Mosman Park councillors debate new superannuation co-contributions policy for lower paid town staff

Mosman Park councillors debate new superannuation co-contributions policy for lower paid town staff

COUNCILLORS questioned giving lower-paid staff more to bolster their retirement security when a new superannuation co-contributions policy was discussed at Mosman Park council last month.

“I say it’s absolutely irresponsible to vote for this when the costs are unknown,” councillor Zenda Johnson said.

Until now there has been no policy laying out how much extra is added to staff member’s contribution to their superannuation, after similar policies were deferred by previous councils in 2007 and 2016.

A policy adding more to retirement savings is regarded as a necessary way of maintaining and hiring new staff at councils.

Neighbouring Cottesloe, Claremont and Peppermint Grove councils all make extra payments if their staff choose to take more than the required amount from their salaries and put it in superannuation.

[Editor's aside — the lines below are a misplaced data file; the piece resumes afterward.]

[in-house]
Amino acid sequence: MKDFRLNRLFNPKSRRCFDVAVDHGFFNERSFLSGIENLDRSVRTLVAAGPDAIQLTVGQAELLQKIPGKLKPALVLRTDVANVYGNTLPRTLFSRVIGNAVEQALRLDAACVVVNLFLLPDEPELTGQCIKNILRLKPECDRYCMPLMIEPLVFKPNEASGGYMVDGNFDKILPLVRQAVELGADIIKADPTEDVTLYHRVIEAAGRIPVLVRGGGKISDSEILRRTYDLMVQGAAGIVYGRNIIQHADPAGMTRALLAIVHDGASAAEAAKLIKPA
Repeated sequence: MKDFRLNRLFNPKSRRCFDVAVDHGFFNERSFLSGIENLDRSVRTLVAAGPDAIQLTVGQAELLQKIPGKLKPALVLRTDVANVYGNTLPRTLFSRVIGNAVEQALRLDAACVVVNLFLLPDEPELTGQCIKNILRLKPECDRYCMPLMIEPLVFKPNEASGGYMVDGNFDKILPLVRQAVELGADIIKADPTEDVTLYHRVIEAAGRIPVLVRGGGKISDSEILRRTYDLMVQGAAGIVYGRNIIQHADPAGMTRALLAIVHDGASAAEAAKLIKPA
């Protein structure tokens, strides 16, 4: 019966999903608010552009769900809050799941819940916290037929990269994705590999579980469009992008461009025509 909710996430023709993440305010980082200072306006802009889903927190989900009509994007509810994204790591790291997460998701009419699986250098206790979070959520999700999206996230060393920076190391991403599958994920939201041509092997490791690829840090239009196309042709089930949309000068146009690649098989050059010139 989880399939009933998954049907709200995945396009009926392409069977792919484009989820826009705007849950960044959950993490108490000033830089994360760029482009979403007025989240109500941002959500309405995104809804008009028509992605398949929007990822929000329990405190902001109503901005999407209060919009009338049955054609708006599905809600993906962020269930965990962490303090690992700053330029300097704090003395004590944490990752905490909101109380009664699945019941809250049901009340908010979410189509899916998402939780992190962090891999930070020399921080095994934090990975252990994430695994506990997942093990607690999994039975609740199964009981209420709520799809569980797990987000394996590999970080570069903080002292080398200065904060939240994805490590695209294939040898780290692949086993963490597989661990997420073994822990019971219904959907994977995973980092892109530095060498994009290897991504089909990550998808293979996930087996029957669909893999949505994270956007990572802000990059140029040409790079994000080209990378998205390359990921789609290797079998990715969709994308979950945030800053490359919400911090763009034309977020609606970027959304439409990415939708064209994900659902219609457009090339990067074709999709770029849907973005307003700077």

At Mosman Park, staff get a base 9.5 per cent contribution to their super from the council.

It was proposed an additional contribution of 0.5 per cent apply if the staff member added another 1 per cent of their salary, rising to 2 per cent if they chose 4 per cent.

“The current co-contribution rate discourages those employees on a lower salary to voluntarily contribute, and therefore those employees do not receive any superannuation co-contribution benefit,” a report said.

It said the financial implications of the proposed policy were uncertain, and it impact would be based on how many employees took up any offer.

Cr Johnson said the policy would be “an unlimited chequebook” when the council was exercising financial austerity.

She said it could cost up to $30,000, and it had to be in 2018-19 budget talks.

Cr Andrew Baird said he was hesitant to have the old practice and the new policy in con-currently operating.

However, Cr Andrew Maurice said the policy’s financial implications had been costed.

The policy was agreed, despite Crs Johnson, Baird and Jenna Ledgerwood voting against the proposal.

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